Quotations in the Bible
Quotations from the Old Testament in the New, which are very numerous, are not made according to any uniform method. When the New Testament was written, the Old was not divided, as it now is, into chapters and verses, and hence such peculiarities as these:
- When Luke (20:37) refers to Exodus 3:6, he quotes from “Moses at the bush”—the section containing the record of Moses at the bush
- So also Mark (2:26) refers to 1 Samuel 21:1-6, in the words, “in the days of Abiathar;”
- Paul (Romans 11:2) refers to 1 Kings ch. 17-19, in the words, “in Elias”, i.e., in the portion of the history regarding Elias.
In general, the New Testament writers quote from the Septuagint version of the Old Testament, as it was then in common use among the Jews. But it is noticeable that these quotations are not made in any uniform manner. Sometimes, e.g., the quotation does not agree literally either with the Septuagint or the Hebrew text. This occurs in about one hundred instances. Sometimes the Septuagint is literally quoted (in about ninety instances), and sometimes it is corrected or altered in the quotations (in over 80 instances).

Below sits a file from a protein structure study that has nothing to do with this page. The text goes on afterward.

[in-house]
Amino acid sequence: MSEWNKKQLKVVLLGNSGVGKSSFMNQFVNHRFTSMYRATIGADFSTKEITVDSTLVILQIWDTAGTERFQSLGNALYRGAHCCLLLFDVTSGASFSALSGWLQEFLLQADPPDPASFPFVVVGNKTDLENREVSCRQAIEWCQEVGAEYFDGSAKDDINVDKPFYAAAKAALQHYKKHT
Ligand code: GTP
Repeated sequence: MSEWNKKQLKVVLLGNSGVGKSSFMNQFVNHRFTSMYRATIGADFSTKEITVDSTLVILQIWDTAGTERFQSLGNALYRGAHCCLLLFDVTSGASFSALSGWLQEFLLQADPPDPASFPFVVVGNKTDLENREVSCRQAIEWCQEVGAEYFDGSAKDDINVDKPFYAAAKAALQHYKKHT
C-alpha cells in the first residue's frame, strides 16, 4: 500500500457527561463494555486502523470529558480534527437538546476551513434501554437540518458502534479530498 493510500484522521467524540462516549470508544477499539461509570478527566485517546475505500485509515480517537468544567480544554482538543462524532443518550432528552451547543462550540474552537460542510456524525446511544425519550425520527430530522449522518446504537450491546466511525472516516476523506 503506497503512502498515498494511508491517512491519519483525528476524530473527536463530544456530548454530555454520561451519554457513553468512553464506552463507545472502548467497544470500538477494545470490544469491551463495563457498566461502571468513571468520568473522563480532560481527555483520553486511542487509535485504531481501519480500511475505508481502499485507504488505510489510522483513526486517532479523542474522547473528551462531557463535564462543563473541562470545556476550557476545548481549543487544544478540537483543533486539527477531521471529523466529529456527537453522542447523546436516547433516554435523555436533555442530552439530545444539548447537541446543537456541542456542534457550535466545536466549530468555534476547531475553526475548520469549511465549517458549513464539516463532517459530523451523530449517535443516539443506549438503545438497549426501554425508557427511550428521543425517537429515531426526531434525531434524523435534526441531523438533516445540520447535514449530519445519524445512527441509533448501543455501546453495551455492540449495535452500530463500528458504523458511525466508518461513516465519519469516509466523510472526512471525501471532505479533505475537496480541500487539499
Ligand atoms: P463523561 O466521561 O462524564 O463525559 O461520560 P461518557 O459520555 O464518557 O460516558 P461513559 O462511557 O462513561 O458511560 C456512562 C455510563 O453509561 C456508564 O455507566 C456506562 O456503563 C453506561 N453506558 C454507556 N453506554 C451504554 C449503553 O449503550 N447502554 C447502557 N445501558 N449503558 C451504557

Quotations are sometimes made also directly from the Hebrew text (Matthew 4:15-16; John 19:37; 1 Corinthians 15:54). Besides the quotations made directly, there are found numberless allusions, more or less distinct, showing that the minds of the New Testament writers were filled with the expressions and ideas as well as historical facts recorded in the Old.
Besides quotations in the New from the Old Testament, there are in Paul's writings 3 quotations from certain Greek poets (Acts 17:28; 1 Corinthians 15:33; Titus 1:12). These quotations are memorials of his early classical education.